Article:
Now, if you were to provide something in at least 3NF that demonstrates your point about the lack of relational theory, then I'll be glad to learn from you. But, don't start out with something that's not even 1NF, conclude that relational theory is completely ignored by RDBMS vendors, and expect to not be taken to task about it.

    As for NULLs, they were a mistake in the initial SQL spec that, for historical reasons, will never be removed until some enterprising soul goes ahead and builds an extension to a OSS RDBMS that doesn't have them. I use them because the alternative is a performance penalty that my clients won't pay me to suffer. (For the uninitiated, a NULL column demonstrates a denormalization in your schema that should be normalized out into some options table. No-one does this because the performance penalty is prohibitive.)


    My criteria for good software:
    1. Does it work?
    2. Can someone else come in, make a change, and be reasonably certain no bugs were introduced?

      The easy bit first: you and I appear to be in complete agreement about NULLs.

      Now for the hard bit:

      Your queries were improperly designed. You're conflating two questions into one query, so you have a hacked-up query (on top of improperly-designed tables).

      There are two issues with that statement. First, the tables were not improperly-designed. They had bad data in them. This is a very important distinction which goes to the heart of the matter. More on this in a moment.

      As for the "improperly designed" queries, I'll stipulate that they are, but only because SQL is not relational. In reading the queries, someone new to SQL could easily conclude (we see this often enough) that those queries are logically equivalent. It's only SQL's poor support for the relational model which makes those query results different. In fact, Date goes on to show 12 different ways of writing that query (including yours) which return 9 different results but which would all return the same, correct result if operations on relations (tables, if you will) returned sets. In fact, one of the fundamental points of the relational model is that a relation (what we normally think of as a table) is an unordered set (in the mathematical sense) of tuples. Any operation on one or more relations must return another relation -- in other words, it must return a set. This includes selecting, inserting or updating information. If operations violate this, then the system implementing this operation is by definition not relational.

      This gets back to the first point about the bad data in the tables. First, a set is a collection of unique items. There is no such thing as the set of integers (3,3,2). That should be the set of integers (3,2). Further, the union of (1,2,3) and (2,3,4) yields (1,2,3,4), not (1,2,2,3,3,4). SQL allows us to add duplicate tuples in tables. That's one of the reasons they're called "tables" and not "relations". Sure, I can put a unique constraint across all of the columns, but why should I? They should be unique in the first place. There's no reason those duplicates should exist and having SQL graciously allow us a constraint which should be there in the first place doesn't fix the problem (and I tell ya, it's real fun finding out that some maintenance programmer put a few thousand duplicate rows in a lookup table with no unique key to let me delete the extras).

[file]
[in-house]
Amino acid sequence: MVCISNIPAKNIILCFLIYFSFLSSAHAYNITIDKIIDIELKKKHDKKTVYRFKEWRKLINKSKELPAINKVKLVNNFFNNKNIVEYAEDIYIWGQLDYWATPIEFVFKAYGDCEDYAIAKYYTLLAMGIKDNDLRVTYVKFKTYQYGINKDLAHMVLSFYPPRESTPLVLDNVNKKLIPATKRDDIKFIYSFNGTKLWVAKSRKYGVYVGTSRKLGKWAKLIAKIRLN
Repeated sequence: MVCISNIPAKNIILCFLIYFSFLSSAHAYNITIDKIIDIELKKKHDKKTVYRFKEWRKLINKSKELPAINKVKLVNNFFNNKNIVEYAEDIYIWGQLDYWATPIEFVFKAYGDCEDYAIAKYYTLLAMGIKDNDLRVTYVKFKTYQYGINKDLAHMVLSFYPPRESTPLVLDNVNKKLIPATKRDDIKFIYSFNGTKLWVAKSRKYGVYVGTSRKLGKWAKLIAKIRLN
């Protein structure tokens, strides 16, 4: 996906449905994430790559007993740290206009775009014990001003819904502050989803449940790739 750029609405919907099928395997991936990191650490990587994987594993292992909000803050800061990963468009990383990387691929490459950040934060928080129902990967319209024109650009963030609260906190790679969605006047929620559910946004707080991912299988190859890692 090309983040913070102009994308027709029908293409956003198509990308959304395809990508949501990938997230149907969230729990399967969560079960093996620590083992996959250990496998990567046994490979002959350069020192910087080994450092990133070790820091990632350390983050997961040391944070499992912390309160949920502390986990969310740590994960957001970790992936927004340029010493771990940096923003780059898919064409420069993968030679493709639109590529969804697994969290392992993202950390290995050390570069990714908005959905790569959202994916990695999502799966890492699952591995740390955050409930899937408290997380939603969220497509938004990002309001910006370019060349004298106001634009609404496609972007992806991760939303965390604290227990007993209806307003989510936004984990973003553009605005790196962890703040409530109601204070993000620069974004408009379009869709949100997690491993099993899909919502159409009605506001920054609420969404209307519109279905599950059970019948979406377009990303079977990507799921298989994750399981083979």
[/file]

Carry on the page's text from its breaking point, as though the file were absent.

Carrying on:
So right off the bat, SQL allows us to violate the relational model when inserting records. Of course, one could argue that "that's just bad database design". Fine, let's stipulate that you won't enter duplicate rows.

      Now, if you were to provide something in at least 3NF that demonstrates your point about the lack of relational theory, then I'll be glad to learn from you. But, don't start out with something that's not even 1NF, conclude that relational theory is completely ignored by RDBMS vendors, and expect to not be taken to task about it.

      Again, the mere fact that SQL allows duplicate rows in tables means that SQL ignores the relational model and DBMS vendors are largely responsible for not providing us with tools which respect the model. However, if that's not enough to convince you ...


      So a salesperson walks up to an accountant and says "Bob, for our customers with excellent credit ratings, what cities do they live in? I need to plan flights through those cities."

      "What do you mean by 'excellent credit rating', Alice?"

      "For the sake of argument, let's include everyone with a credit rating greater than 700."

      "OK, let's see ... there's London. Oh, and there's London. And Paris. And London. London again, Athens, London, Paris, Moscow, London and Paris."

      "That's a hell of a flight."


      The answer Bob should have given Alice is "London, Paris, Moscow, and Athens". Repeating those city names over and over without reason doesn't make his assertion any more true. In fact, it almost makes the response non-sensical and if your accountant always answered questions that way, you'd think he's mental. But that's the sort of answer this query gives:

      SELECT city FROM cities, customers WHERE customers.city_id = cities.city_id AND customers.credit_rating > 700

      That could easily be on a database in 3NF. There's nothing about the structure of the query which implies that the database is poorly designed.